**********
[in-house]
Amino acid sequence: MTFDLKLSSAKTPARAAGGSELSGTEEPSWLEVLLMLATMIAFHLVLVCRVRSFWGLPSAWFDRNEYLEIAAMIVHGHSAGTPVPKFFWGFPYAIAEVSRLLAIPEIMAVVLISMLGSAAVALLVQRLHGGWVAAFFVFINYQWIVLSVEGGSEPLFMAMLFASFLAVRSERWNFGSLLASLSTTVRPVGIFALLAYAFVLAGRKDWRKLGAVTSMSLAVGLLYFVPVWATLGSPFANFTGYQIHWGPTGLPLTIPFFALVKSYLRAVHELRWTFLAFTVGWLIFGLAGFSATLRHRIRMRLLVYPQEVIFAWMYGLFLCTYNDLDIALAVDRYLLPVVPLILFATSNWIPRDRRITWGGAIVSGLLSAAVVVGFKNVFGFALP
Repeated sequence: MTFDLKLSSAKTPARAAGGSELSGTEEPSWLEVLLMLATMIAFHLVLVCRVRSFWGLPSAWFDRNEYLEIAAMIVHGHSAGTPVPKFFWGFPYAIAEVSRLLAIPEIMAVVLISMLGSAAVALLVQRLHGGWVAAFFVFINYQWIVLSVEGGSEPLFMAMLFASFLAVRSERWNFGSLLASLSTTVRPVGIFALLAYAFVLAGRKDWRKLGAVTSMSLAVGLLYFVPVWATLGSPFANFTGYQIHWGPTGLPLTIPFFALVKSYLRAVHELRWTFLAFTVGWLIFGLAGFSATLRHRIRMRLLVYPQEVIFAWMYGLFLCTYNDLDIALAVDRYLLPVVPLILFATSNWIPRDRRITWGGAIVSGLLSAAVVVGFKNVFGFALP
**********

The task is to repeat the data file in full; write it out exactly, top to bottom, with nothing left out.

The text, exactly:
[in-house]
Amino acid sequence: MTFDLKLSSAKTPARAAGGSELSGTEEPSWLEVLLMLATMIAFHLVLVCRVRSFWGLPSAWFDRNEYLEIAAMIVHGHSAGTPVPKFFWGFPYAIAEVSRLLAIPEIMAVVLISMLGSAAVALLVQRLHGGWVAAFFVFINYQWIVLSVEGGSEPLFMAMLFASFLAVRSERWNFGSLLASLSTTVRPVGIFALLAYAFVLAGRKDWRKLGAVTSMSLAVGLLYFVPVWATLGSPFANFTGYQIHWGPTGLPLTIPFFALVKSYLRAVHELRWTFLAFTVGWLIFGLAGFSATLRHRIRMRLLVYPQEVIFAWMYGLFLCTYNDLDIALAVDRYLLPVVPLILFATSNWIPRDRRITWGGAIVSGLLSAAVVVGFKNVFGFALP
Repeated sequence: MTFDLKLSSAKTPARAAGGSELSGTEEPSWLEVLLMLATMIAFHLVLVCRVRSFWGLPSAWFDRNEYLEIAAMIVHGHSAGTPVPKFFWGFPYAIAEVSRLLAIPEIMAVVLISMLGSAAVALLVQRLHGGWVAAFFVFINYQWIVLSVEGGSEPLFMAMLFASFLAVRSERWNFGSLLASLSTTVRPVGIFALLAYAFVLAGRKDWRKLGAVTSMSLAVGLLYFVPVWATLGSPFANFTGYQIHWGPTGLPLTIPFFALVKSYLRAVHELRWTFLAFTVGWLIFGLAGFSATLRHRIRMRLLVYPQEVIFAWMYGLFLCTYNDLDIALAVDRYLLPVVPLILFATSNWIPRDRRITWGGAIVSGLLSAAVVVGFKNVFGFALP